Monday, September 5, 2005

Looking To The Stars: More Important Than Comics

Last week, I asked everyone for your thoughts on whether or not I should publish a list of things that were making me angry about the comic book industry and comic fandom right now. The unanimous response from all the e-mail I received was that those of you reading this like my work no matter what the tone and subject matter. Everyone who wrote in wanted to see my list.

And you will. Eventually.

This week though…I have just one thing bothering me about comics fandom; all the people who have nothing better to do right now than sit on their ass complaining about comics when there are more important issues to worry about! Yes, I’m talking about the aftermath of Hurricane Katrina. So here, in no particular order, is a list of people and things in the current situation that are annoying the piss out of me.


This covers a LOT of ground on both sides of the political fence. There are too many people who are trying to blame the slow response time and lack of organization concerning disaster relief on one political affiliation or the other. Right now, it does not matter that the Mayor of New Orleans is a Democrat. It does not matter that the President is a Republican. It doesn’t even matter at this point when the States asked the Feds for help.

What matters is that there are a lot of people in danger of dying from disease and famine and trying to assign blame for why things are so bad is not doing a damn thing to help them. So to every politician, reporter and jerk in a chatroom with too much free-time on their hands; get off your ass and do something to help!


This goes along with #1. While it doesn’t do us any good at this time to start playing the Blame Game, that doesn’t mean we can ignore the fact that things are being badly mismanaged at the Federal level. Naming names helps no one, but failing to keep an eye out for people exploiting the disaster hurts everyone.

Would you wait until after the surgery was over to point out that the doctor was cutting off the wrong leg? Of course not! You’d say something while it was still possible to fix things before they got worse. That’s why I have lost all patience with the people who are pleading against blame-shifting purely as a means of protecting whatever interests they think will be endangered by people trying to think about how things got this bad. The most common excuse against this is because it’s Un-American.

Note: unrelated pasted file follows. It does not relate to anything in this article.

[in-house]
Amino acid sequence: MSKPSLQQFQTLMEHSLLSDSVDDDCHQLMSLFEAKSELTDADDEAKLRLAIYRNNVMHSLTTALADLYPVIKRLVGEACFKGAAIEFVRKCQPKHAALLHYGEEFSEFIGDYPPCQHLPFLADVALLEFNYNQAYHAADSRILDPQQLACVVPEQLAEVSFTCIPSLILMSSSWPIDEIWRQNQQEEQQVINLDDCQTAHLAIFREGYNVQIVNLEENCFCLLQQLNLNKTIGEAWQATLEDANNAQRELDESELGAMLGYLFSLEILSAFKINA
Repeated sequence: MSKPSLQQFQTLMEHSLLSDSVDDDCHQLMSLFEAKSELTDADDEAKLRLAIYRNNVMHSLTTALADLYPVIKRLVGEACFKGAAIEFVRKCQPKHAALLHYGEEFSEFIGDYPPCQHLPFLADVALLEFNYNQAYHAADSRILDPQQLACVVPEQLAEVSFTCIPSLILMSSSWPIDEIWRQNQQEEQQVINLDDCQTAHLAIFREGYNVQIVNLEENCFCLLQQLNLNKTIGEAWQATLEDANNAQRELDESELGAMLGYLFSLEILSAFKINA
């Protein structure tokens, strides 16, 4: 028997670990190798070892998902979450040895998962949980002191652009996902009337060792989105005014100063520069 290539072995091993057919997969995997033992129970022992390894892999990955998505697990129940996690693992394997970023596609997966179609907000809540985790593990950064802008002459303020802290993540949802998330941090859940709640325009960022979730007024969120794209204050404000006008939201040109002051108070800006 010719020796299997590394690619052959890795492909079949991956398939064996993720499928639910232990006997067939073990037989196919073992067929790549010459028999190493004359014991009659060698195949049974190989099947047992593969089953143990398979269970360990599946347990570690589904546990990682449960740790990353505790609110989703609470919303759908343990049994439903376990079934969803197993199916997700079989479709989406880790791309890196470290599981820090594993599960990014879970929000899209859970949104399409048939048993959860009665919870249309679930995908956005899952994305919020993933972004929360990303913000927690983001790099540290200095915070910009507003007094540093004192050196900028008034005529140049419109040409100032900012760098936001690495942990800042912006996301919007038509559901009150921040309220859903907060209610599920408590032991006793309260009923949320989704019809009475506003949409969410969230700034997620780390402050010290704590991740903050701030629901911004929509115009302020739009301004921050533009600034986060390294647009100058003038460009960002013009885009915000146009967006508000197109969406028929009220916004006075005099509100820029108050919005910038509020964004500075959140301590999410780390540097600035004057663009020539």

Case in point: while we knew this disaster would cause gasoline prices to go up, the jump started BEFORE the oil supplies along the Gulf Coast were trashed. It seems probable that some of the oil companies are gouging the consumers and using the disaster to cover their tracks. Well, rather than be one more voice complaining about the gas-prices, do something useful and report it. There’s a handy dandy on-line form at US Department of Energy Website. You might also try calling the Attorney General for your state; many of them have started investigations into the illegal price-fixing. And even if you don’t do something to fight the gas-pirates, shut up about the gas prices. I don’t care if they really hit home; just be thankful you still have a home.


Let me clarify first of all that I am not talking about people stealing food or medicine that is seriously needed for the survival of their families. I’m not a religious man, but I’ve read enough to know that most religious dogma agrees that while stealing is a bad thing, forgiveness can be warranted for good causes. St. Thomas Aquinas once said that if a man’s family is going hungry, it’s no sin for him to steal a loaf of bread. And even ignoring the spiritual arguments, I have a lot more logical sympathy for the woman stealing baby formula than I do the jackass who is taking advantage of the disaster to get an X-Box 360. Sure, I can’t play it now… but once the water goes down… oh baby!


Okay. It’s technically criminal. But you’d be breaking windows to get some canned peas if you were in their shoes too. You may deny it, but you would. So get off your high damn horse and do something to help these people.


While I don’t buy into any of the theories going around about how the slow Federal response to the disaster was part of some mass conspiracy by the power elite to racially cleanse the Gulf Coast by allowing the poorest, minority-filled areas to be hit the hardest and denied aid, anyone who denies that there is a subtle form of racism going on in depicting the current situation is just naive.

Don’t believe me? Check out these photos and the accompanying blurbs.

Remember kids: Black people are looters. White people are finders.